Chansa Makan’s ‘Living Ghosts and Other Uncanny Stories’ review


CHANSA MAKAN’S Living Ghosts and Other Uncanny Stories is equally an easy and a complex read. Positionality might determine the sway. For an outsider, these stories could merely be myths, thrillers or random ‘other’ uncanny stories. For an insider, these stories, as also in nostalgia, have in-depth historical, social, cultural and a teeny weeny bit of political underpinnings, among other things. He does it well in his attempt at reaching out to the outsiders; and for insiders, he realises the dreams of many in putting out the richly embedded oral histories and/or uncanny stories; simultaneously spotting and leaving the areas that require further works.

As colloquial as it is analytical, Makan shuttles between colloquial translation to retain the essence of Tangkhul Naga-ness and the Victorian ‘cultured’ analysis of events and lifeworld in attempts to engage with the readers outside the community. In other words, apart from his ‘stylised’ representation of oral histories and/or uncanny stories, he also unravels the indigeneity of these stories embedded in Tangkhul Naga culture, lifeworld and worldview. For instance, in ‘Kazeiram Kazang: Journey to Sheol’, the author narrates an account of a particular event detailing the practices and belief system surrounding the larger understanding of eschatology among ‘pre-Christian Tangkhul Nagas’. He also reiterates the clashes in the worldviews – pre-Christian and Christian Tangkhul Nagas.

Related | Stories of the past: Recalling our ancestors in Chansa Makan’s Living Ghosts and Other Uncanny StoriesCover Photo Living Ghosts 1

This incredible work meticulously deals with the fragility of indigenous folklores, histories, culture, social mores and its orality. It is a clarion call upon readers to wittily ‘decolonise’ their ‘colonised’ (by default) ‘minds’. There are glimpses of colonial satires and catnaps in passing as wry sense of humour to justify arguments by negation. Not to forget that the author here is unpacking certainly sensitive taboos to the public which in itself is a courageous endeavour but a prerequisite for a community that is swelling with newer ideas yet infested with identity crisis and injured with clash of worldviews.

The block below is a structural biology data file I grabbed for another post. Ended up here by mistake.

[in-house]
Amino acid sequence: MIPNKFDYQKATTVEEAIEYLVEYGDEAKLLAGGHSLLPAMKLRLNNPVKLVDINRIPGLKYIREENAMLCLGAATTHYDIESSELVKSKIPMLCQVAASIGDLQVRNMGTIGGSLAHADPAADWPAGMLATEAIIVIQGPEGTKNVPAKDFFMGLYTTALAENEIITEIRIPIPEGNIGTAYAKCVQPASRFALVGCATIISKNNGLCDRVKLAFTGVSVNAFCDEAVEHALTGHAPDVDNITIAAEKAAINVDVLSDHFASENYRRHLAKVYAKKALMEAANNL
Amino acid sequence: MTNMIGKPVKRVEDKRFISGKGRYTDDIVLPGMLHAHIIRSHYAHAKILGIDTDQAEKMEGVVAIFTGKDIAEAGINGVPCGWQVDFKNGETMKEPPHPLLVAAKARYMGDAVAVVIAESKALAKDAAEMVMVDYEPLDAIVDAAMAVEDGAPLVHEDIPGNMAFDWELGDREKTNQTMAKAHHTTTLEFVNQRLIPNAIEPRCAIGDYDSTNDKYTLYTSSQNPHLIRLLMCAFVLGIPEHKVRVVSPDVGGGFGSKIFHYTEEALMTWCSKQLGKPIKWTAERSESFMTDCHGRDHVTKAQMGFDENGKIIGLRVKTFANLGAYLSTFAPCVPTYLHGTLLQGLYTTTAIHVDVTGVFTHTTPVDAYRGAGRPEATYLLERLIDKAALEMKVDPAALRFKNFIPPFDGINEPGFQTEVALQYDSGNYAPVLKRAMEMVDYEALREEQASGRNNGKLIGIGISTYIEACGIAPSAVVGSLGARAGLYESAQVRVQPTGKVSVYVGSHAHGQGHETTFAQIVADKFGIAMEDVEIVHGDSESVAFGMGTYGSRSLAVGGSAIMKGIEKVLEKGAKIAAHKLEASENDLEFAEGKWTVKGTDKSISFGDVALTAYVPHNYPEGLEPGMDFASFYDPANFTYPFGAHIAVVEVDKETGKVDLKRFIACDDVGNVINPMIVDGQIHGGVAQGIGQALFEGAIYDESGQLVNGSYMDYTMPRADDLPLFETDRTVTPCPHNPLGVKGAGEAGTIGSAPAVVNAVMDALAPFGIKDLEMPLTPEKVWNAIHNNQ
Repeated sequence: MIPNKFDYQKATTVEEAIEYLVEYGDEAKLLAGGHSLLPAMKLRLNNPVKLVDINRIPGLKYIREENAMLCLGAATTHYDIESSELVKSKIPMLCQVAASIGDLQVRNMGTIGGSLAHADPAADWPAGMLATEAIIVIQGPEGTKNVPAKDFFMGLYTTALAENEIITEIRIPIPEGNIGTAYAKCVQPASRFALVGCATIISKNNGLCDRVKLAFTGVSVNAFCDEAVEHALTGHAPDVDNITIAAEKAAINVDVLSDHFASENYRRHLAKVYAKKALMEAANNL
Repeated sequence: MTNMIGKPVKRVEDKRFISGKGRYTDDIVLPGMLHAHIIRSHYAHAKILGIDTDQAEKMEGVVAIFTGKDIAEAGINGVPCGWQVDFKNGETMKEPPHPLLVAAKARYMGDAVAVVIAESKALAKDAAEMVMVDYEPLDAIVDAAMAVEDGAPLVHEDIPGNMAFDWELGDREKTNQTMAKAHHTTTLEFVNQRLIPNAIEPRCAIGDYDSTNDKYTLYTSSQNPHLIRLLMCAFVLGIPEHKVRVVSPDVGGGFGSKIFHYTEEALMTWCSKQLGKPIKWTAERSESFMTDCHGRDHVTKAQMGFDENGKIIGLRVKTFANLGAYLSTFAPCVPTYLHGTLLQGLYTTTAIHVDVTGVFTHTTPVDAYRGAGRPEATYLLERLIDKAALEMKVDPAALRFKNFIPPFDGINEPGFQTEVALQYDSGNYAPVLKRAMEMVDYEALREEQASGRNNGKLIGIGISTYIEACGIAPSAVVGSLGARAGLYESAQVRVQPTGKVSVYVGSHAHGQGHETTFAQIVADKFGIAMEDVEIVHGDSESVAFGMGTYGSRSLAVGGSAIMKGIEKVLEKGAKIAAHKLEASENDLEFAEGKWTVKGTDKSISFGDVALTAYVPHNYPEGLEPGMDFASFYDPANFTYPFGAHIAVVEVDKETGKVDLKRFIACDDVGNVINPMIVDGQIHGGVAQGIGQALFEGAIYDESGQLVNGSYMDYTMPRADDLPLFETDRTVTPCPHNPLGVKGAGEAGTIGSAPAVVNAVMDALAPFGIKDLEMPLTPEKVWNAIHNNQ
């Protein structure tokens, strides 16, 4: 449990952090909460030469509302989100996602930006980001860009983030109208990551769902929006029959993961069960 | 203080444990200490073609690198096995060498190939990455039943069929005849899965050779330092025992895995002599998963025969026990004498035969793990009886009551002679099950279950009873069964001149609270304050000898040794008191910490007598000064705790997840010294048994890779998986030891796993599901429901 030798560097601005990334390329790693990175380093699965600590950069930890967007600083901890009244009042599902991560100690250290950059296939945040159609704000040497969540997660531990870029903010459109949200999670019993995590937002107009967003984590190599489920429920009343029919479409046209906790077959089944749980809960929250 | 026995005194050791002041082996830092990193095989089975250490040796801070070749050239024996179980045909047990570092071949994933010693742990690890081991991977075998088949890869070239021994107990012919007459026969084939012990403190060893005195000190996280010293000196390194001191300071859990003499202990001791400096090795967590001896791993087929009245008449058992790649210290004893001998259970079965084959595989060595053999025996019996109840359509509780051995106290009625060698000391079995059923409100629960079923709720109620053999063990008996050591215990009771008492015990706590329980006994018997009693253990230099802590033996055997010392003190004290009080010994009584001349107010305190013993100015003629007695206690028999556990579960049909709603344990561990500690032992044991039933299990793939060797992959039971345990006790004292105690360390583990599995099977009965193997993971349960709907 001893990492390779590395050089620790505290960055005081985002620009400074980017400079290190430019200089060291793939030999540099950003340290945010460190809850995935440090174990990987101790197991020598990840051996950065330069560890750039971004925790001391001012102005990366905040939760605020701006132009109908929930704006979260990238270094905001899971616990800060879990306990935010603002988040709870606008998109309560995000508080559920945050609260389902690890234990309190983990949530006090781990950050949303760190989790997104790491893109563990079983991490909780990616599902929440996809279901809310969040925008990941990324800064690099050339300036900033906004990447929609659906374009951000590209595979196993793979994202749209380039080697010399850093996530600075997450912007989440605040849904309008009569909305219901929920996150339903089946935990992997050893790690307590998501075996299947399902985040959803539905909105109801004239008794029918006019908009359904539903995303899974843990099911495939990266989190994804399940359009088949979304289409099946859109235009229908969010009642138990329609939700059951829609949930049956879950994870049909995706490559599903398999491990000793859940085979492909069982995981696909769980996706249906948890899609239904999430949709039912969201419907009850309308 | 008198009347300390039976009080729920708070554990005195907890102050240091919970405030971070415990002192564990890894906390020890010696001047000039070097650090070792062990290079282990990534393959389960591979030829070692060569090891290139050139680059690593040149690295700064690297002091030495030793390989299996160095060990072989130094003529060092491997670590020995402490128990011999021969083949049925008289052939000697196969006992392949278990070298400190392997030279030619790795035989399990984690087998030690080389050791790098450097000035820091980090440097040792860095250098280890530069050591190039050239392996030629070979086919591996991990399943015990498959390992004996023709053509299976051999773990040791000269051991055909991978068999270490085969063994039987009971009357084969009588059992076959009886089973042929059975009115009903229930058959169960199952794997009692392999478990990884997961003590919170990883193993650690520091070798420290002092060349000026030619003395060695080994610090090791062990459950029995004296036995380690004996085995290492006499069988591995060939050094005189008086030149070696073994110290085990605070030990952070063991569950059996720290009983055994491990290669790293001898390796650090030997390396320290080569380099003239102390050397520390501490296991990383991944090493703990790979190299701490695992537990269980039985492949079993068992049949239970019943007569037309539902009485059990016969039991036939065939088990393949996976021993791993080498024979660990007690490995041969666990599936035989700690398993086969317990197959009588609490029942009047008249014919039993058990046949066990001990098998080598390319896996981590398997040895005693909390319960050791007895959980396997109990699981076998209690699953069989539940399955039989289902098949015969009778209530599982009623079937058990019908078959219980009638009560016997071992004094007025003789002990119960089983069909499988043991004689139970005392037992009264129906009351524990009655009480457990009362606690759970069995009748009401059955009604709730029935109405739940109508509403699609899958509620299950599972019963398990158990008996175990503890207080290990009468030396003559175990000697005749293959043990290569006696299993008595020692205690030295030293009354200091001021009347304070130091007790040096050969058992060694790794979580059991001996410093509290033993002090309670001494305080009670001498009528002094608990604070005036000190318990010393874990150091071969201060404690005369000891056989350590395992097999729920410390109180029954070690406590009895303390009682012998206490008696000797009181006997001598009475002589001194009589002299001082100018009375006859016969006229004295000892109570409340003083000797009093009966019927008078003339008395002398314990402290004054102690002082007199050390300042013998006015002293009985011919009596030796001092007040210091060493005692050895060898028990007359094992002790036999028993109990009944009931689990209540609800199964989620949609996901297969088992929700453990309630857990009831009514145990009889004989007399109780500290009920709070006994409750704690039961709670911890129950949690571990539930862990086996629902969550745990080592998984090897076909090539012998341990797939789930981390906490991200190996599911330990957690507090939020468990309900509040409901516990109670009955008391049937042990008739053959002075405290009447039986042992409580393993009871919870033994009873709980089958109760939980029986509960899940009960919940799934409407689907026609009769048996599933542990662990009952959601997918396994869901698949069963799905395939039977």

Historiographically decolonial it is, in the sense of the term that this work attempts at ‘talking back’; writing history or recording/documenting oral narratives by community themselves against misappropriation or misrepresentation and so forth. His work also gives a new but Tangkhul Naga perspective to the world and the way they wish themselves to be seen and understood by the rest. Decolonial logic might help capture the textuality of his work. If a reader succeeds in such immersion into the texts and its textuality (Tangkhul Naga lifeworld ‘a priori’), one would best manage to arrest ‘an’ interpretation that is coherent with indigenous worldviews; wherein lies the honesty of Makan’s writing and the beauty of metaphoric mind/consciousness of the Indigenous Peoples, Tangkhul Nagas in this case.

Also read | Book Review: Homecoming and Other Stories – Jim Wungramyao Kasom

If there ever was a blemish in this book despite its marvel, it would be the usage of non-indigenous concept of time; for that matter, a Tangkhul Naga conception of time in itself requires altogether a series of research works, debates, books and so forth. Otherwise, Makan’s Living Ghosts and Other Uncanny Stories is path-breakingly BIG and evidently there for all to read. It is rich in oral history, romance and its melancholic twists and dramatic flares, and spine-chilling ghost stories. Might I be spared the honour to elucidate the details of such a great work?! Yet I ought to warn the future readers beforehand to not make the same mistake as I did. Have a friend alongside while reading some of the chapters. You could be reading the same word on the same page with the ghost/s. I think I was :-). Overall, this work is a beauty; as smooth as satin in its extraordinary blend.

Review by Shaokhai Mayirnao

Pages- 126

Publishers- Bluerose Publishers (2020)

You can buy the paperback here AMAZON

You can buy the e-book here AMAZON Kindle Edition

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